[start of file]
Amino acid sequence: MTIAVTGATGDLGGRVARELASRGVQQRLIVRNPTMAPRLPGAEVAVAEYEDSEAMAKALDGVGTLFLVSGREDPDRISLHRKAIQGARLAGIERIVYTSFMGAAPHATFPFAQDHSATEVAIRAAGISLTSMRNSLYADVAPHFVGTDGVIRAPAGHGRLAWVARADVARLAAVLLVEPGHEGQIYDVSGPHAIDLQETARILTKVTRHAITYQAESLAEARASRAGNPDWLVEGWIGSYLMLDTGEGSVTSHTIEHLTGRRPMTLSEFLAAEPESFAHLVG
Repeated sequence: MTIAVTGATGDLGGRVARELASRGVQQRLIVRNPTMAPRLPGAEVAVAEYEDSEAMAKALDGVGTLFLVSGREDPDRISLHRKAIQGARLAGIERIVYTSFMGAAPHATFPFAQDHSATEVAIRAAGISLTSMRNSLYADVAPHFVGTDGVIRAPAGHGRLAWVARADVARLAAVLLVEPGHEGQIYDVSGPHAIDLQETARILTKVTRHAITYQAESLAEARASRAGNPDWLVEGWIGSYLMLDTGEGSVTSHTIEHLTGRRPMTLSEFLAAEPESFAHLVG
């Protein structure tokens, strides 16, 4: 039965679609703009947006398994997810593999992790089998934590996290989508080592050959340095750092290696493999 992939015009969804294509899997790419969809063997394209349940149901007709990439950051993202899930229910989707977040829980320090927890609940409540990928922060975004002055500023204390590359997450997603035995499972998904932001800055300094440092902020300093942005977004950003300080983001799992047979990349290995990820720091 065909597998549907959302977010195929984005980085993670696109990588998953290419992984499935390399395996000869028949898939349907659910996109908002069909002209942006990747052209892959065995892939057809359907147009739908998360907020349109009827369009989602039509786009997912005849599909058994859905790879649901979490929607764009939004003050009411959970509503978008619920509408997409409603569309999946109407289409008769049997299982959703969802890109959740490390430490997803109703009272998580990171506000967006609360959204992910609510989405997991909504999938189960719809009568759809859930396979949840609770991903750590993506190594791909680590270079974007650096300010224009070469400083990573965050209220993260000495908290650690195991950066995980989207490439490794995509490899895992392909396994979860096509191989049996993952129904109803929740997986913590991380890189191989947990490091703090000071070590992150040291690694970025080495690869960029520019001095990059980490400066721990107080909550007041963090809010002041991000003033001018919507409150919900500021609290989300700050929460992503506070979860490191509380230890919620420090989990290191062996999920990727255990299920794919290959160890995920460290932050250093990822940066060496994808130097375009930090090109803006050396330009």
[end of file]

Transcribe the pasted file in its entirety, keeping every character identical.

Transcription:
Amino acid sequence: MTIAVTGATGDLGGRVARELASRGVQQRLIVRNPTMAPRLPGAEVAVAEYEDSEAMAKALDGVGTLFLVSGREDPDRISLHRKAIQGARLAGIERIVYTSFMGAAPHATFPFAQDHSATEVAIRAAGISLTSMRNSLYADVAPHFVGTDGVIRAPAGHGRLAWVARADVARLAAVLLVEPGHEGQIYDVSGPHAIDLQETARILTKVTRHAITYQAESLAEARASRAGNPDWLVEGWIGSYLMLDTGEGSVTSHTIEHLTGRRPMTLSEFLAAEPESFAHLVG
Repeated sequence: MTIAVTGATGDLGGRVARELASRGVQQRLIVRNPTMAPRLPGAEVAVAEYEDSEAMAKALDGVGTLFLVSGREDPDRISLHRKAIQGARLAGIERIVYTSFMGAAPHATFPFAQDHSATEVAIRAAGISLTSMRNSLYADVAPHFVGTDGVIRAPAGHGRLAWVARADVARLAAVLLVEPGHEGQIYDVSGPHAIDLQETARILTKVTRHAITYQAESLAEARASRAGNPDWLVEGWIGSYLMLDTGEGSVTSHTIEHLTGRRPMTLSEFLAAEPESFAHLVG
């Protein structure tokens, strides 16, 4: 039965679609703009947006398994997810593999992790089998934590996290989508080592050959340095750092290696493999 992939015009969804294509899997790419969809063997394209349940149901007709990439950051993202899930229910989707977040829980320090927890609940409540990928922060975004002055500023204390590359997450997603035995499972998904932001800055300094440092902020300093942005977004950003300080983001799992047979990349290995990820720091 065909597998549907959302977010195929984005980085993670696109990588998953290419992984499935390399395996000869028949898939349907659910996109908002069909002209942006990747052209892959065995892939057809359907147009739908998360907020349109009827369009989602039509786009997912005849599909058994859905790879649901979490929607764009939004003050009411959970509503978008619920509408997409409603569309999946109407289409008769049997299982959703969802890109959740490390430490997803109703009272998580990171506000967006609360959204992910609510989405997991909504999938189960719809009568759809859930396979949840609770991903750590993506190594791909680590270079974007650096300010224009070469400083990573965050209220993260000495908290650690195991950066995980989207490439490794995509490899895992392909396994979860096509191989049996993952129904109803929740997986913590991380890189191989947990490091703090000071070590992150040291690694970025080495690869960029520019001095990059980490400066721990107080909550007041963090809010002041991000003033001018919507409150919900500021609290989300700050929460992503506070979860490191509380230890919620420090989990290191062996999920990727255990299920794919290959160890995920460290932050250093990822940066060496994808130097375009930090090109803006050396330009």